A majority of Americans prefer national chain bookstores to local, but choices are dwindling
A majority of Americans prefer going to national bookstores rather than local ones, but there are concerns about the existence of the top national bookstore chain that hosts brick-and-mortar locations.
The recent resignation of CEO William Lynch put Barnes & Noble into a lurch, although immediate stock prices surged 5 percent with the news of Lynch’s departure. Chairman Leonard Riggio is leading a reorganization, and is attempting to separate the Nook tablet business from the physical bookstores.
With the elimination of Borders Bookstores, Barnes & Noble is almost alone as a national bookstore chain that sells new editions. Books-a-Million has moved into the second spot nationally, with stores in 31 states, and there are numerous regional bookstore chains. Half-Price Books is a national chain that sells used books at cheaper prices.
Barnes & Noble’s most recent earnings report showed a loss of $118.6 million, which doubled the loss from the previous year. Nook sales have dropped 34 percent as a result of the competition from the Kindle (Amazon.com) and IPad (Apple).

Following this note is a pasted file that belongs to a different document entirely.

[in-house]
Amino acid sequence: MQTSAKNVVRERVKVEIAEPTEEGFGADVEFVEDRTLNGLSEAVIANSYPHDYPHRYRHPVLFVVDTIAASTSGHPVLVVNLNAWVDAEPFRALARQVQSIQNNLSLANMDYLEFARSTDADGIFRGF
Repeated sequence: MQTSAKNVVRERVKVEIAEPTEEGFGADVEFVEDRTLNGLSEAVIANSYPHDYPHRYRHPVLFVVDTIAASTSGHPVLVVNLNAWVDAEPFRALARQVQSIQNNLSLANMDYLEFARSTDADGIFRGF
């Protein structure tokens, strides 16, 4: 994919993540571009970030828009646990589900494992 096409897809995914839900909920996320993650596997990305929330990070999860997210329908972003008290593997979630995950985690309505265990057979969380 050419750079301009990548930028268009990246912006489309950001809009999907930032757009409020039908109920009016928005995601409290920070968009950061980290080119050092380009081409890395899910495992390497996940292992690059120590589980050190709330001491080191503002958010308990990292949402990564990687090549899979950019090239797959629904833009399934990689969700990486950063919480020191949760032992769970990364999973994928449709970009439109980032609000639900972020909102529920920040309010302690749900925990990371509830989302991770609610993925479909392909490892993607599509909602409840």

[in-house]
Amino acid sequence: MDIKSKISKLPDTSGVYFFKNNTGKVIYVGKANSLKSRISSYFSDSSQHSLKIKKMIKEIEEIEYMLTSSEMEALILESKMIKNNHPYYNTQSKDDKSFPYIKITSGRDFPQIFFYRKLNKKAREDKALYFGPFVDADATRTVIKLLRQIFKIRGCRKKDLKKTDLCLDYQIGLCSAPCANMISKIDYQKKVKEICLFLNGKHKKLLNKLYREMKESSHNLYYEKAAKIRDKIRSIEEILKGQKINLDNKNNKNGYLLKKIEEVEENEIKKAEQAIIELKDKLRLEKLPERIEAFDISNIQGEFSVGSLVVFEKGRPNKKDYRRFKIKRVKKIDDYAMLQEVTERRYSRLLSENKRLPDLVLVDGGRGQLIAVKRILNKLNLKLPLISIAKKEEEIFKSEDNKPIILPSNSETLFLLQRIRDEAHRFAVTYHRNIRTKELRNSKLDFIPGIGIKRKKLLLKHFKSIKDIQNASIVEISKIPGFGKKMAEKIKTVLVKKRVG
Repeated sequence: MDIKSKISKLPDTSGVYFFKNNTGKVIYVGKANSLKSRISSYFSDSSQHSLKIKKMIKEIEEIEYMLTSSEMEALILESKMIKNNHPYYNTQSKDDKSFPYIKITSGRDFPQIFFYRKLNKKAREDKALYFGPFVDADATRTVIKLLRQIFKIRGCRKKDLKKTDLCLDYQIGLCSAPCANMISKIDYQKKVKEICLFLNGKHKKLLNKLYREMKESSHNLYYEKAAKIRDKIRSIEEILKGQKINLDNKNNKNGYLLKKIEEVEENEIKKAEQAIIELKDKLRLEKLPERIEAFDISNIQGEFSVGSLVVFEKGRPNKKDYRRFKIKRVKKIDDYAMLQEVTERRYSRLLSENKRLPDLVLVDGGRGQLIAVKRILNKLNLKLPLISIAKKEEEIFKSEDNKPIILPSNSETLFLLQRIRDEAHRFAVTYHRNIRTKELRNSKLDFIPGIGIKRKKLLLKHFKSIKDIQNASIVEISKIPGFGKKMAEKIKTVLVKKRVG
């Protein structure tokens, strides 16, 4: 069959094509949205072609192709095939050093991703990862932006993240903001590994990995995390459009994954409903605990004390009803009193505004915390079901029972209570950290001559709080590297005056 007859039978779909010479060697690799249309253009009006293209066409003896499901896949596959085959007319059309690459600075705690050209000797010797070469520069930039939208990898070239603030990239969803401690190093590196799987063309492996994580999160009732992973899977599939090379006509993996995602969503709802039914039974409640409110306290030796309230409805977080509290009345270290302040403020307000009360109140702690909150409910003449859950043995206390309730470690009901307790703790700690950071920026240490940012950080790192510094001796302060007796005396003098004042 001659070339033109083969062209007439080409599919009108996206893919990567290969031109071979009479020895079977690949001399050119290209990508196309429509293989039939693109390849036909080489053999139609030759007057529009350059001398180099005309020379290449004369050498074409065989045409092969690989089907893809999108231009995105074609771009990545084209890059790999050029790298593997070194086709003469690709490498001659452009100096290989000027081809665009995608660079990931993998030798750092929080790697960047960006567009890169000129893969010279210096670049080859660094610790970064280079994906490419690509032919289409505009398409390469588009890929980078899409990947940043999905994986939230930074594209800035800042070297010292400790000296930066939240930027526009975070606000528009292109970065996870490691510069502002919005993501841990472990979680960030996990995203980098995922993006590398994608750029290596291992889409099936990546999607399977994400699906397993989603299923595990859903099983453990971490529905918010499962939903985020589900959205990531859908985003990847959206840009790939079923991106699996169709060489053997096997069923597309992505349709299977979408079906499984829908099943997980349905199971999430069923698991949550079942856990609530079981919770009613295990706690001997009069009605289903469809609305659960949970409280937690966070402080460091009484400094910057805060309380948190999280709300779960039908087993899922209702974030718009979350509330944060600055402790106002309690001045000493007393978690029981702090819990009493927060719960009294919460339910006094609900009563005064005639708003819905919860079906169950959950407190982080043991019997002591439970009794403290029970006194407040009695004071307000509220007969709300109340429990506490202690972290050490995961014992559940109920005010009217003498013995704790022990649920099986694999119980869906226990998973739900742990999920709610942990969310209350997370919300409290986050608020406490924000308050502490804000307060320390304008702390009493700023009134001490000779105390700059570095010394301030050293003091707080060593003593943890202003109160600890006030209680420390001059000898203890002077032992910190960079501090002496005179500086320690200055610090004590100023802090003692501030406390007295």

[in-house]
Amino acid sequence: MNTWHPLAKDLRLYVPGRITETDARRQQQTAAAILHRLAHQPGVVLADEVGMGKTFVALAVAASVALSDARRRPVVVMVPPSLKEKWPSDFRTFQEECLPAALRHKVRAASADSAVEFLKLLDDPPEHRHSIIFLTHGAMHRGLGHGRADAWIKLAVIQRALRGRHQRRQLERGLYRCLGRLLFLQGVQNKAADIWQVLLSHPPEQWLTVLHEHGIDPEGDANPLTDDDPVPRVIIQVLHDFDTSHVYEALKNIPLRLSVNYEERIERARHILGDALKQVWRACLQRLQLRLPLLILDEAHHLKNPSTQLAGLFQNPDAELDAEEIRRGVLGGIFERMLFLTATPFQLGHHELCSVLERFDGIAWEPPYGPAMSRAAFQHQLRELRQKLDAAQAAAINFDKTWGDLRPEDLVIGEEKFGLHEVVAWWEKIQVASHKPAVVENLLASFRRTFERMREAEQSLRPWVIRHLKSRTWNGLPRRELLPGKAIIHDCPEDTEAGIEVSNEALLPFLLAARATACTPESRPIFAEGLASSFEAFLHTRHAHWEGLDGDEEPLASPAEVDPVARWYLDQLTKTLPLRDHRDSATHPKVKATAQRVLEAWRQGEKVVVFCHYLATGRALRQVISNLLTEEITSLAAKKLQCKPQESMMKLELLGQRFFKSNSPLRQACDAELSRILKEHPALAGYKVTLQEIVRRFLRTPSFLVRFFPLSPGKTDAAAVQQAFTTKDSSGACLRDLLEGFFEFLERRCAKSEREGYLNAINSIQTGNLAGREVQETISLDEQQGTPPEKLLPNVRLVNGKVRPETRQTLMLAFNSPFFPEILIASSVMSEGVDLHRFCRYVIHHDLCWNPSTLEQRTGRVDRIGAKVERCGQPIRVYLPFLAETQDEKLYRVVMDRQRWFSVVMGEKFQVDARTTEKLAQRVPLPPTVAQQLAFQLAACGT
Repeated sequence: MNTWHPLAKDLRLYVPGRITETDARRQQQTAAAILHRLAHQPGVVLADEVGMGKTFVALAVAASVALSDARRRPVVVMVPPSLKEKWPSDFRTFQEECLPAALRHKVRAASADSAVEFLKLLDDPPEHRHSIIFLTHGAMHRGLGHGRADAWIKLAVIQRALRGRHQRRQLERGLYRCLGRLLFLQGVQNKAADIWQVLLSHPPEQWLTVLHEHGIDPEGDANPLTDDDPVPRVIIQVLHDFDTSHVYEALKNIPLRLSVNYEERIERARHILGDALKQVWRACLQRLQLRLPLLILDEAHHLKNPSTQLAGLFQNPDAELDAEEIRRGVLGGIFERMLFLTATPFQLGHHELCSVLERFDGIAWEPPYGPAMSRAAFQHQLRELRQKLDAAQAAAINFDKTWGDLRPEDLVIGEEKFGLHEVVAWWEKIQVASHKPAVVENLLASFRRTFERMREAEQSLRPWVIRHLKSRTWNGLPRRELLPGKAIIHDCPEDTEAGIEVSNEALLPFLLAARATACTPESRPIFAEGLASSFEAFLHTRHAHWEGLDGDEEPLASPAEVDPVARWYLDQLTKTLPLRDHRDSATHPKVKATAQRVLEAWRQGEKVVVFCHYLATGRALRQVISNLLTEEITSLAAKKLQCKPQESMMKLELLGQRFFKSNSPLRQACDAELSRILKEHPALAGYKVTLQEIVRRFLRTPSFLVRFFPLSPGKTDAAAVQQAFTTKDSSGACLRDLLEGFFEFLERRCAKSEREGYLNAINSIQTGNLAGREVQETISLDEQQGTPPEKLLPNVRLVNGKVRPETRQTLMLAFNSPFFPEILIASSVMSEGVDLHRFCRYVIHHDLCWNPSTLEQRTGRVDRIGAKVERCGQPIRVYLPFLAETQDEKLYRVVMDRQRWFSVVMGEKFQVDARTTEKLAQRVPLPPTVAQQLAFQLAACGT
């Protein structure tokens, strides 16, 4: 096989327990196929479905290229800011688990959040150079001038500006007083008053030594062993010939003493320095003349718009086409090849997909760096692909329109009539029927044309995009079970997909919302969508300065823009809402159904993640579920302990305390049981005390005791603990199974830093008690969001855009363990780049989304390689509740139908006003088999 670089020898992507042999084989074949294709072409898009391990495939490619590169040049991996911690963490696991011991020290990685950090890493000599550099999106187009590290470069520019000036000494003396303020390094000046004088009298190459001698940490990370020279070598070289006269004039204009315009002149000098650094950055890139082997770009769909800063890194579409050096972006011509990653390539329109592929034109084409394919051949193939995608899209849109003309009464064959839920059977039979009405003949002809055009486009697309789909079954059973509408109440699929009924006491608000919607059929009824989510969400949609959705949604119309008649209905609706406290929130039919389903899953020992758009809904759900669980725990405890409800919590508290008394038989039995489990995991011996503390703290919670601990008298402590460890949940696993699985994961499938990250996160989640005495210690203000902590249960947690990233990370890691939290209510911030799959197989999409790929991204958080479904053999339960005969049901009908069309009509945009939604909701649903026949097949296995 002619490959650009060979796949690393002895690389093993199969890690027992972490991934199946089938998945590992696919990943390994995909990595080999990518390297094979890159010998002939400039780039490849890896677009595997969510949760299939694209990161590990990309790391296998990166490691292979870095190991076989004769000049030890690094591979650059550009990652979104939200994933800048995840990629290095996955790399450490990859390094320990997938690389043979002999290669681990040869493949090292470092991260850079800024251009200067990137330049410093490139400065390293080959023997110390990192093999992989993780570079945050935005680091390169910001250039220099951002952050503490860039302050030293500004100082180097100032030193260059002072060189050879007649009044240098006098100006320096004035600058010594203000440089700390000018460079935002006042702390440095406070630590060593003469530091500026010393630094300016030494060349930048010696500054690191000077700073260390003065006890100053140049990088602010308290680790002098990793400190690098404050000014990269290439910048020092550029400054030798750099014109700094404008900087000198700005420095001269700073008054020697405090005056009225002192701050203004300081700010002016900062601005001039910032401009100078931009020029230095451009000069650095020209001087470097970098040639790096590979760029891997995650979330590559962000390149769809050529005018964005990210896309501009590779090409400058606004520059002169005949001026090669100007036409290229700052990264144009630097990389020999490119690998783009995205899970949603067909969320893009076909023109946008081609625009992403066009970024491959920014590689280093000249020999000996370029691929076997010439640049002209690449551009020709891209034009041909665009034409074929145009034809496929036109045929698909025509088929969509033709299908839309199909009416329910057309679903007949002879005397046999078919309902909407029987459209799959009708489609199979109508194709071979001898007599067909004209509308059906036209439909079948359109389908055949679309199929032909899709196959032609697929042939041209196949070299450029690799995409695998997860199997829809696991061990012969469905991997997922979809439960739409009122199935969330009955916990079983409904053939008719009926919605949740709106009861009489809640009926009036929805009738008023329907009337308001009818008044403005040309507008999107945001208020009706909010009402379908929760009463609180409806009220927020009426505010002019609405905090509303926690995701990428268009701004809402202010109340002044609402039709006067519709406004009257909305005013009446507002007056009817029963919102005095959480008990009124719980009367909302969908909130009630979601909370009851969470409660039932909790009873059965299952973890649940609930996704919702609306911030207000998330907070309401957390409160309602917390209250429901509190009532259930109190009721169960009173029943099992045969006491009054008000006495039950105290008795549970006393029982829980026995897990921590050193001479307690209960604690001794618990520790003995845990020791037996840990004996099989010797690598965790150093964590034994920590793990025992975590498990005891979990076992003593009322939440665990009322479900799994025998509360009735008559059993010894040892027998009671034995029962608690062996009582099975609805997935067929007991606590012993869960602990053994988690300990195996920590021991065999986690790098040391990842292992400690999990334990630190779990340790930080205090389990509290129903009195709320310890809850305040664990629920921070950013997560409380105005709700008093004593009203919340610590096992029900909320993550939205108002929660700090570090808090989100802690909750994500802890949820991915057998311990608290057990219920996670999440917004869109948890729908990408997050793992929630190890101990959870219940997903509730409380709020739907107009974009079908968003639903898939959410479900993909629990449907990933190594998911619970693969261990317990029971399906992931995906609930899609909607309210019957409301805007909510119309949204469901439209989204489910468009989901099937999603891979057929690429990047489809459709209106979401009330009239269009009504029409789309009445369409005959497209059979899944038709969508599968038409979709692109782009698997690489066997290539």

According to a recent survey from Spectrem’s Millionaire Corner, 54.6 percent of investors prefer national company bookstores over local bookstores (39.6 percent). Amazon, which does not have brick-and-mortar locations, counts in the national bookstore count.
Females (42.9 percent), and those with a net worth of under $100,000 (48.3 percent), are more likely to shop at a local bookstore. Business owners are about evenly split on national versus local bookstores (48.1 to 44.4).
Kent McDill is a staff writer for Millionaire Corner. McDill spent 30 years as a sports writer, working for United Press International and the Daily Herald of Arlington Heights, Ill. From 1988-1999, he covered the Chicago Bulls for the Daily Herald, traveling with them every day through the nine-month season. He also covered the Bulls for UPI from 1985-88, and currently covers the team for www.nba.com. He has written two books on the Bulls, including the new title “100 Things Bulls Fans Should Know And Do Before They Die’, published by Triumph Books. In August 2013, his new book “100 Things Bears Fans Should Know And Do Before They Die” gets published.
In 2008, he resigned from the Herald and became a freelance writer. The Herald hired him to write business features and speeches for the Daily Herald Business Conferences and Awards presentations.
McDill also writes a monthly parenting column for the Herald’s Suburban Parent magazine.
McDill is the father of four children, and an active fan of soccer, Jimmy Buffett and all things Disney.